MA: Sure, yeah.

GK: So after we stuffed our mattresses, then we were assigned rooms in each of these barracks, like these army barracks, was divided into four rooms or apartments, they called it. And you had to have five in the family to deserve one room. But since there were only four of us, and we told them we expected our father to join us pretty soon, can we still, can we have one room? But they said no. And so we were put in this room, my mother and three daughters, and then with another couple, a man and his wife. Because there were just two of them, so they had to share it, and then there were only four of us, so we had to share. So we put a blanket across the room, and you can imagine six cots in that small area, it was smaller than 20 feet by 20 feet. So six cots in there. And so they had to serve as our bedroom, (and) living room, there was really no privacy.

MA: Well, and you were living with complete strangers, too.

GK: Yes, complete strangers. So I kind (of) felt sorry for the man, he was the only man in that room. But it was very uncomfortable, and no privacy whatever. So in camp, everything was done community-style. We ate in the mess hall, and the latrines and the showers at the time we were there (were without) partitions. So it was awful. And then some of the older women who were very modest, would take showers during the midnight hours so that nobody could see them. And then the laundry had to be done by hand with washboards, I remember, my mother and other ladies in the laundry room doing the wash. And at the time I was there, there were no schools, they had not started up the schools yet. (...) I think I helped in the mess hall peeling vegetables and carrots and potatoes. And so there was really not too much to do at that point. So my father had written from his sickbed to the people at Hardin Simmons University in Abilene, Texas...

MA: Which was where he went, right?

GK: He went to school, correct. So he asked them, could he send his two daughters, two older daughters, on scholarship to the school. So these professors and school people remembered Paul, his name was Paul, they remembered him from many years back. So they said, "Well, if it's Paul's daughters, we welcome them." So we were able to leave camp so that we would not become wards of the government. So we went there, and then we had to leave my mother and youngest sister in camp. So it was kind of a scary time when we left camp. We didn't know how it was going to be on the outside world, and we were just sixteen and seventeen at the time. So, (yes), it was really scary.

MA: I imagine, going out by yourself.

GK: Right, right. So on the way, on the train, we would see signs that read, "black," "white," in front of the drinking fountains and the toilets. So my sister and I looked at each other (and) we thought, "Where do we fit in? We're not black, we're not white." So we thought, "Well, we must in between there somewhere." But it was very uncomfortable because we were kind of unsure of our identity, you know. Because here we've been placed in these camps partly because of our race. So it was kind of an uncertain time for us. But luckily, we made it all right. And then --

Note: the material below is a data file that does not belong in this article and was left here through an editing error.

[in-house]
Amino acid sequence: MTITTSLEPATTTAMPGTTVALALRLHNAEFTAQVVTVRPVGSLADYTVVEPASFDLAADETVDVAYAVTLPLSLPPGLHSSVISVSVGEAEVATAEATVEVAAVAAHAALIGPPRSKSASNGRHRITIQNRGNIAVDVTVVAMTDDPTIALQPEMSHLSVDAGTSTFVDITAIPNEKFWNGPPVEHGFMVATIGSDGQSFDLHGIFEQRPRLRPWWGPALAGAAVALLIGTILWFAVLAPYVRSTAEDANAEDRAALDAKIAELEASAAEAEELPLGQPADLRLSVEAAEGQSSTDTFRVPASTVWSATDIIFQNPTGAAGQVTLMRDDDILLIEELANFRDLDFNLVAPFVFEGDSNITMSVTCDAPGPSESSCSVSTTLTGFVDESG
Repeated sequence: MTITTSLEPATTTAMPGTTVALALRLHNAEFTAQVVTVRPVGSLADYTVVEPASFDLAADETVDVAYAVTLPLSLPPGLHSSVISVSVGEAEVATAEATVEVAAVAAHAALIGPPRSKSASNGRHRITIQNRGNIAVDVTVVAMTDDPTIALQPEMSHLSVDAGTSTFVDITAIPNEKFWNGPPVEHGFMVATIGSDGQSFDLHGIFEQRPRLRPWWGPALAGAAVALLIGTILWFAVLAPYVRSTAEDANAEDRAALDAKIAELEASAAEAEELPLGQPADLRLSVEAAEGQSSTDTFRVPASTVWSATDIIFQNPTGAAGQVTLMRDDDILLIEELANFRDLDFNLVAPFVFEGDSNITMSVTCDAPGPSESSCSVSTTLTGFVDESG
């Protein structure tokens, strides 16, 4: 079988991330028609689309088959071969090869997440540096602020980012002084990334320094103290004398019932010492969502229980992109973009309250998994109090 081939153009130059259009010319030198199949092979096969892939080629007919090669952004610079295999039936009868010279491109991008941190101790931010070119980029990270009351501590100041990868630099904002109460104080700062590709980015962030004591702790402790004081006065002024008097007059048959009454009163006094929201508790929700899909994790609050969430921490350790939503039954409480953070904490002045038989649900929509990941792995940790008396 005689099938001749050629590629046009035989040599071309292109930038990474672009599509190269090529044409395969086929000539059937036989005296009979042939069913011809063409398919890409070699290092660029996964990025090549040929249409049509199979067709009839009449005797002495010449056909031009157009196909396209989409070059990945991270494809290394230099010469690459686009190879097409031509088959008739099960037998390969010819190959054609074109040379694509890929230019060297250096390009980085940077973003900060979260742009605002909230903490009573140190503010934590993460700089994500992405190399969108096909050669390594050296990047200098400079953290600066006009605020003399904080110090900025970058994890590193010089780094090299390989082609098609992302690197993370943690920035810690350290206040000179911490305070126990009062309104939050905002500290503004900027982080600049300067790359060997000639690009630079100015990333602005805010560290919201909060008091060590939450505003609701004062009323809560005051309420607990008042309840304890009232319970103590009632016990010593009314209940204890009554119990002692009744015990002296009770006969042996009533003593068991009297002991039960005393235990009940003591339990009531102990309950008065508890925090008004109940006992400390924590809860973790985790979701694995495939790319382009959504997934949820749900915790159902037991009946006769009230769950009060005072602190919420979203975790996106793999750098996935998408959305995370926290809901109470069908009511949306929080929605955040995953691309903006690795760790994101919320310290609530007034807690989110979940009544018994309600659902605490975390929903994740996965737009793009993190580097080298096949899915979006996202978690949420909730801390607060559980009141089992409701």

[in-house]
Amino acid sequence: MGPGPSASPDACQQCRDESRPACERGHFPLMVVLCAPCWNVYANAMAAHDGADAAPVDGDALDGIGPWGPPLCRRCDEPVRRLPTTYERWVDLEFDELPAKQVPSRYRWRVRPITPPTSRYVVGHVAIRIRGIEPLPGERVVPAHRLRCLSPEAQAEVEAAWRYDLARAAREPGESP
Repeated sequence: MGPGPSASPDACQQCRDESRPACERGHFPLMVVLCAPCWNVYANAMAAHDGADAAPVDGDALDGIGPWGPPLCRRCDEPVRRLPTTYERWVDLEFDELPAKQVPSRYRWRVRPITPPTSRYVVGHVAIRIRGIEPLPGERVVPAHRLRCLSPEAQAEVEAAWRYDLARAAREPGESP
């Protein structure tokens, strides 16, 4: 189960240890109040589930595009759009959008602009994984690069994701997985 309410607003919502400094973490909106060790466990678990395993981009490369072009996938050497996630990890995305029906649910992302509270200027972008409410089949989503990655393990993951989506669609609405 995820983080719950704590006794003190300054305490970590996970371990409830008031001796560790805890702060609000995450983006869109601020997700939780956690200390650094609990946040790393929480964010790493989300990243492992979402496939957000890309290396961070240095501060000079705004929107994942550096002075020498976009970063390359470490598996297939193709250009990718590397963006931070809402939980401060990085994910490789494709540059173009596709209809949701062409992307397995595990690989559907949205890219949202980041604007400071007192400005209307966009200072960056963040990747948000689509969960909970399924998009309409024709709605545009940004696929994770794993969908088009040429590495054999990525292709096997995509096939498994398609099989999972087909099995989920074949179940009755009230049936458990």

MA: Oh, I'm sorry, I was going to say it must have been different for you, too, coming from a background in Boyle Heights where everything was so diverse, right? And so many different ethnic groups, and then going to somewhere like Texas, traveling down there where you see it's all segregated and separate.

GK: Yes, it was. Because we had never seen, you know, that much about segregation. But we made it there all right.

<End Segment 12> - Copyright ©2009 Densho. All Rights Reserved.

<Begin Segment 13>

MA: So I wanted to go back a little bit and ask you about Poston. So you were, were you a senior in high school when Pearl Harbor happened?

GK: (...) I was in the middle of my senior year. I just really had one more semester to go.

MA: Okay, so that really interrupted your, I mean, high school education.

GK: Right, right.

MA: And then you were saying they didn't have the high school built yet in Poston.

GK: No.

MA: When did you, do you remember when you arrived in Poston? Is that, it was 1942, but do you remember the month?

GK: Right. I think it was the end of May.

MA: End of May, okay.

GK: 1942.

MA: And you never went to an assembly center?

GK: No. At least we didn't have to go to an assembly center, at least they gave us that break, that we didn't have to go to the assembly center. So we went directly from home to Poston, the permanent camp.

MA: And was that because of where you lived, or was that because of your father and the intervention?

GK: No, I guess that was because we did get permission that we could stay a little longer because of our father.

MA: And so when you arrived in Poston, it was really, I'm assuming, still being built (and) facilities were very rudimentary.

GK: Yes, very much so, yes. So it wasn't really comfortable or settled yet when we got there.

MA: And you said that Poston was on a reservation.

GK: (Yes), Indian reservation.

MA: Did you ever, was there ever any interaction with the people living on the reservation, or did you see them?